Nymphadora always found it utterly hilarious when someone told her how very her something was, but in this case the man might have a point. The robe was simple, cut for evening wear, and employed the newest French style of ruffling the sleeves, which was annoying when one was working but when all one was expected to do was hold a champagne glass, quite flattering. Not that she had anywhere to wear it, but it was concievable that she might be sent on a mission to a cocktail party at some point....

She sighed. "I'm afraid it is me, but I'm not it," she answered. "I love it, I really do, but I'd better stick to what I came for."

"Shoes," the man said, a gleam in his eye. "They've been wrapped. Would you prefer to carry them away or have them sent up?"

She laughed at him. "Don't tell me you're just giving them away, I have to pay for them first!"

"Ah, that was covered by your credit," he replied.

"Credit?" she asked, mystified, as she stepped behind the changing-room curtain to remove the splendid robe and change back into her jeans and Muggle t-shirt.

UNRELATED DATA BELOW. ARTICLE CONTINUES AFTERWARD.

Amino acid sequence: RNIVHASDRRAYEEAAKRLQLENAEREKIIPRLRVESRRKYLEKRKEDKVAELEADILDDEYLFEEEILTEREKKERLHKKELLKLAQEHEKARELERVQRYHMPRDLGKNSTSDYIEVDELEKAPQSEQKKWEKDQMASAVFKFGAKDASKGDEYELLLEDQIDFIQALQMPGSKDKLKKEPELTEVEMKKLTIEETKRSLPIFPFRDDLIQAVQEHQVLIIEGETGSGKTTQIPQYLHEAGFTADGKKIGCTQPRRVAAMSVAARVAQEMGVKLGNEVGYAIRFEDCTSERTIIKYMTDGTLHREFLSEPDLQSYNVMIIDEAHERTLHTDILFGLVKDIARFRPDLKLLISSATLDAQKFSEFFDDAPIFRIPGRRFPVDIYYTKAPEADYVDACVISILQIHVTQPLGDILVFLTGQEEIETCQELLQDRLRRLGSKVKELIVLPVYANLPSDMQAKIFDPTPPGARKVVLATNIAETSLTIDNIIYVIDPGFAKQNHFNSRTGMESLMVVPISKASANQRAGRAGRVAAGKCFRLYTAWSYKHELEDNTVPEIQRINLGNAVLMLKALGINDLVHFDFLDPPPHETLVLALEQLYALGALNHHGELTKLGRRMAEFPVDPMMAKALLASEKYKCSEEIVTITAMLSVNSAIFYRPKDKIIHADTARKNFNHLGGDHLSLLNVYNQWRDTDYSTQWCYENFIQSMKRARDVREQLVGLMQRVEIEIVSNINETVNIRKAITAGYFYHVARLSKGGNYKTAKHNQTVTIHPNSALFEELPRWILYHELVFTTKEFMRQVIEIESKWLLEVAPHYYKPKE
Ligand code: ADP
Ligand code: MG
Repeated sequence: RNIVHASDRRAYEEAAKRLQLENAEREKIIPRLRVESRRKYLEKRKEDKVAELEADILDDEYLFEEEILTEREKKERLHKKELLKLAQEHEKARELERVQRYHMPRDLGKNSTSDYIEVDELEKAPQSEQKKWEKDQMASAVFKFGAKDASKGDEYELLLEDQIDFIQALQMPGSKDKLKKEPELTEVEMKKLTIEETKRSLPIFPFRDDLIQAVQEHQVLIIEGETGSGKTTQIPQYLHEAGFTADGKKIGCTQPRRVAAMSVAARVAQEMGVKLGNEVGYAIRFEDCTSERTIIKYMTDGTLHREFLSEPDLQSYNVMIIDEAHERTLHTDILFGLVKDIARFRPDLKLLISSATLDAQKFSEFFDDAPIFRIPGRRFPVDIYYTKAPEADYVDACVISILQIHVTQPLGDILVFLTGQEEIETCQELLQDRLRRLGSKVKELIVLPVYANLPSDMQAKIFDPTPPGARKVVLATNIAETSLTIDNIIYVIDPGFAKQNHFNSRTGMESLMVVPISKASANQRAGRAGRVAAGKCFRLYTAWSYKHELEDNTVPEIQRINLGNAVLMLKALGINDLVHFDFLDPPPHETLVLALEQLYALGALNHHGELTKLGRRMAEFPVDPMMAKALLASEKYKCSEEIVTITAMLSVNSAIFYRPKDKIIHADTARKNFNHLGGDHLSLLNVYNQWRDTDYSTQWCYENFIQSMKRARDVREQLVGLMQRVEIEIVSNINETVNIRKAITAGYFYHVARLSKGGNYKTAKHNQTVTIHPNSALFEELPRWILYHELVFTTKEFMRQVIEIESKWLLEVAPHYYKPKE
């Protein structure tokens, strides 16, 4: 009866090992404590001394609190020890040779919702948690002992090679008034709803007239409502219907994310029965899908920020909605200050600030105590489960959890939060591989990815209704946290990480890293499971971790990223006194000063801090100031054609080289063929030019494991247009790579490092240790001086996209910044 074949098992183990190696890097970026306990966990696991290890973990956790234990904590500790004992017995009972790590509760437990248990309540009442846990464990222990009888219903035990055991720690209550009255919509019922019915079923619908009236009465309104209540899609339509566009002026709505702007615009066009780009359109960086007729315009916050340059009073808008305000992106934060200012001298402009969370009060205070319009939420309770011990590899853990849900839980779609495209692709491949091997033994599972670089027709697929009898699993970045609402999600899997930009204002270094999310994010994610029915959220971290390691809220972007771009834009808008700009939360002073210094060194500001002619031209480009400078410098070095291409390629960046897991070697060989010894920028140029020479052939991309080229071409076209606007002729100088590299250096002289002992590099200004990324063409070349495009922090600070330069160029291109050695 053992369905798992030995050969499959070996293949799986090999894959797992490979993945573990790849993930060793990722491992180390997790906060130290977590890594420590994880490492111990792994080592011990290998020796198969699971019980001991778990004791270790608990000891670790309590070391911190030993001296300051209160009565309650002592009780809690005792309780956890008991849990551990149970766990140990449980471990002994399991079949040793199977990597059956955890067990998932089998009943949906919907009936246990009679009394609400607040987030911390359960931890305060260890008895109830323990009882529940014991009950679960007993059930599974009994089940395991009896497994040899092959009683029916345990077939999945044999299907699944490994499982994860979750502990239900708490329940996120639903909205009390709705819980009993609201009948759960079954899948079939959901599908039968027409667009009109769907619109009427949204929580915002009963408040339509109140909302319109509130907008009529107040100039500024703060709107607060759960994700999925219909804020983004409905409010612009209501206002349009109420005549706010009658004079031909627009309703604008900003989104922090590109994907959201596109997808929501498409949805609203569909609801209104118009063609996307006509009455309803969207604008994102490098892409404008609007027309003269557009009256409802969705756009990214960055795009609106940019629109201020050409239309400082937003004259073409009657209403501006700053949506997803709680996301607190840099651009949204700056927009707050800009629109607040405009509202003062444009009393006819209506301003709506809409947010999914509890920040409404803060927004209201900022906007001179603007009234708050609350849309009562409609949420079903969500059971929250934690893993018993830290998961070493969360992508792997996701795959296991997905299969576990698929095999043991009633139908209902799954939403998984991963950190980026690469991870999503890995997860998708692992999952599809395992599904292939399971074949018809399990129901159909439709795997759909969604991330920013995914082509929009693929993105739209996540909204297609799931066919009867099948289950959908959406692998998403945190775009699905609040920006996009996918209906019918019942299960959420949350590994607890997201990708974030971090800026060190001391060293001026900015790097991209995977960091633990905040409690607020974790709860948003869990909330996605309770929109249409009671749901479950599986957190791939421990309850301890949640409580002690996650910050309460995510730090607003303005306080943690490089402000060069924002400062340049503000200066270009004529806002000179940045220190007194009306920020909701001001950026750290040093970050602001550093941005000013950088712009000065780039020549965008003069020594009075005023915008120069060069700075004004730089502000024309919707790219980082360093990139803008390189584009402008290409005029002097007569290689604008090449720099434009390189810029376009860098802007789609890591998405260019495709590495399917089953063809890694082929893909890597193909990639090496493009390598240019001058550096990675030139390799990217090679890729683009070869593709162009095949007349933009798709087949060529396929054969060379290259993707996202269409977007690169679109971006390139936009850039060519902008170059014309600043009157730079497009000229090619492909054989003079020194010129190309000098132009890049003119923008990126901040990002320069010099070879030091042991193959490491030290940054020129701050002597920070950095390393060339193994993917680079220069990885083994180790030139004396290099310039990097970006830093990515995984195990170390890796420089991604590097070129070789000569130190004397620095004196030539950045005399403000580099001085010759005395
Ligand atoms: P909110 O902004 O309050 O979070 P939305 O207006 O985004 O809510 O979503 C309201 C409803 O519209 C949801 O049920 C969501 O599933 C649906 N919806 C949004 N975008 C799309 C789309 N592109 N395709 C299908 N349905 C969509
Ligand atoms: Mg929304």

"Oui. There was, eh, a little extra, but for such a regular customer I was told, 'Give them to her, she'll bring in business'." He chuckled.

"Did my mum put money on credit for me here?" Tonks asked, trying to recall if Andromeda had given her some kind of birthday present. She never kept money on account at any of the places she shopped; it was only a temptation.

"Non, it was a man."

"My father?"

"Monsieur Tonks? No."

She stepped out of the changing room and accepted her package from the attendant, even more curious now. "Who was it?"

"He returned a pair of gloves, apologising that you had purchased them for him and wishing to return them; he seemed to know you, so we said we would be happy, and attempted to interest him in a new hat in exchange. He insisted that you should have credit, instead. A very polite man," the attendant added. "Mademoiselle is not ill?"

Tonks realised she'd probably gone white from sheer rage, and composed herself. "No, sorry -- it was unexpected, that's all."

"Ah. They were a gift? He is a boy-friend, perhaps?" A smile crossed his face. "If I may say so, older men are often much -- "